How the Chinese Model for Economic Innovation is Spurring Innovation

After visiting Shenzhen, China for the Tuck Global Leadership program, a Tuck visiting professor reflects on economic innovation in China.

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Shenzhen skyline | iStock: bingfengwu
David Wessel is director of the new Hutchins Center on Fiscal and Monetary Policy at the Brookings Institution.

David Wessel, visiting faculty for the Tuck Executive Education Global Leadership program, admits that some Chinese companies copy American products to make them more cheaply, and that there are challenges between China and the U.S. around intellectual property. But Wessel also admits that there is more to the Chinese model of economic innovation than business parlor tricks.

“The Chinese government has a plan for its future prosperity,” he says.

On a recent trip to China with the Global Leadership program, Wessel saw that plan in action, centered on the city of Shenzhen.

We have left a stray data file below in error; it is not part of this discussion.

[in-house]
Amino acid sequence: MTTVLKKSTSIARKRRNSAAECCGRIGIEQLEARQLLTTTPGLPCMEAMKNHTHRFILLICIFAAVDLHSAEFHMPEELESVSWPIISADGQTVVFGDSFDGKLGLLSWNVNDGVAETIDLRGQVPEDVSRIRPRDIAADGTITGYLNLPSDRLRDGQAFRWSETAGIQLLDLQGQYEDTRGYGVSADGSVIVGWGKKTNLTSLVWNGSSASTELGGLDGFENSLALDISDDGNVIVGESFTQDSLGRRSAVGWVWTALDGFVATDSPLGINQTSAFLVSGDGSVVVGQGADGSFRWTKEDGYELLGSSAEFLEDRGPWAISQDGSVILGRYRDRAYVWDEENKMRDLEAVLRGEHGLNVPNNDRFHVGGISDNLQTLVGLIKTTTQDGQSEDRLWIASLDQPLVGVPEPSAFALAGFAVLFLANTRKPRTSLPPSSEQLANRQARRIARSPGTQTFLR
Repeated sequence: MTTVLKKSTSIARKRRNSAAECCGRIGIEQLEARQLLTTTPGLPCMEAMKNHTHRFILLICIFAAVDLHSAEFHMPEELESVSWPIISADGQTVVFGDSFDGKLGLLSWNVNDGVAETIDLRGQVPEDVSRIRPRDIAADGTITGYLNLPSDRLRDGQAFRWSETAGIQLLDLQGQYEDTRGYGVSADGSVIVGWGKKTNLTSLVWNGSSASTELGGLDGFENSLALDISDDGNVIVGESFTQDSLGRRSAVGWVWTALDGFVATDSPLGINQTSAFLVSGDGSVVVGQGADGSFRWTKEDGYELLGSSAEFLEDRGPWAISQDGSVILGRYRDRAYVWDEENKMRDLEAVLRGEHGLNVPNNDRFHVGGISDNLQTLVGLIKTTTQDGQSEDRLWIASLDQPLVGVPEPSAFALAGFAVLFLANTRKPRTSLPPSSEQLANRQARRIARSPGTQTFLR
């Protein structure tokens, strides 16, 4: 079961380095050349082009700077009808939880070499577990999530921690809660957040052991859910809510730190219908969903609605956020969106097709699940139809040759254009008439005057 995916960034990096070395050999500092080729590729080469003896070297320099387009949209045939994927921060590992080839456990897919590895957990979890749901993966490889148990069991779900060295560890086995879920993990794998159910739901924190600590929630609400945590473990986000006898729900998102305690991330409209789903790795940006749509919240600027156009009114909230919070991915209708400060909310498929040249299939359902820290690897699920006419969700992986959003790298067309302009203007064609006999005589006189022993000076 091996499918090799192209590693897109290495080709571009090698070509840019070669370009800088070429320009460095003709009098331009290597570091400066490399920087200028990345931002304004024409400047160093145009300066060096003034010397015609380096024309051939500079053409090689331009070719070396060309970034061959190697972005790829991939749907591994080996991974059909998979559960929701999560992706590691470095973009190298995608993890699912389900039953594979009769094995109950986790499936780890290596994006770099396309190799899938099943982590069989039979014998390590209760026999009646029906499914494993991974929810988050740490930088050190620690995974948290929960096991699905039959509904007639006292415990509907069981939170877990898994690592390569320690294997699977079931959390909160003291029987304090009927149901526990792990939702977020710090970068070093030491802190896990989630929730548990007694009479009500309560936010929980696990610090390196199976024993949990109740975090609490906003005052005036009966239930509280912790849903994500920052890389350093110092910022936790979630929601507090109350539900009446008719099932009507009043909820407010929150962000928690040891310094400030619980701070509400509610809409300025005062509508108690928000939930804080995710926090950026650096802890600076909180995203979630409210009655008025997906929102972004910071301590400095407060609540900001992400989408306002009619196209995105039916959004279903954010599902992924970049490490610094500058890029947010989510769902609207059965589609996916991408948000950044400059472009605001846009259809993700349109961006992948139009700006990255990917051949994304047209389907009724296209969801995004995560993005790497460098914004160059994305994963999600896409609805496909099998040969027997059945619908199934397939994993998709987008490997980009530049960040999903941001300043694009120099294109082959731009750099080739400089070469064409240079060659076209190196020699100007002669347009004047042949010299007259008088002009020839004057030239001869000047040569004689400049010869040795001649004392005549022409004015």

“In Shenzhen, China is creating an ecosystem of talent, money, government support, and access to the huge Chinese market. It’s China’s answer to Silicon Valley,” he says.

He also notes that, while U.S. companies often struggle to sell to the vast Chinese markets, Chinese companies are innovating their business models to take advantage of cashless payment systems.

“I saw a man with a bicycle cart selling ears of corn who had a QR code on his bike so customers could pay with WePay.”

Wessel discussed the Chinese economic innovation model and his recent trip to China on the Brookings Institution podcast Wessel’s Economic Update.

Originally aired on Brookings Institution podcast, Wessel’s Economic Update.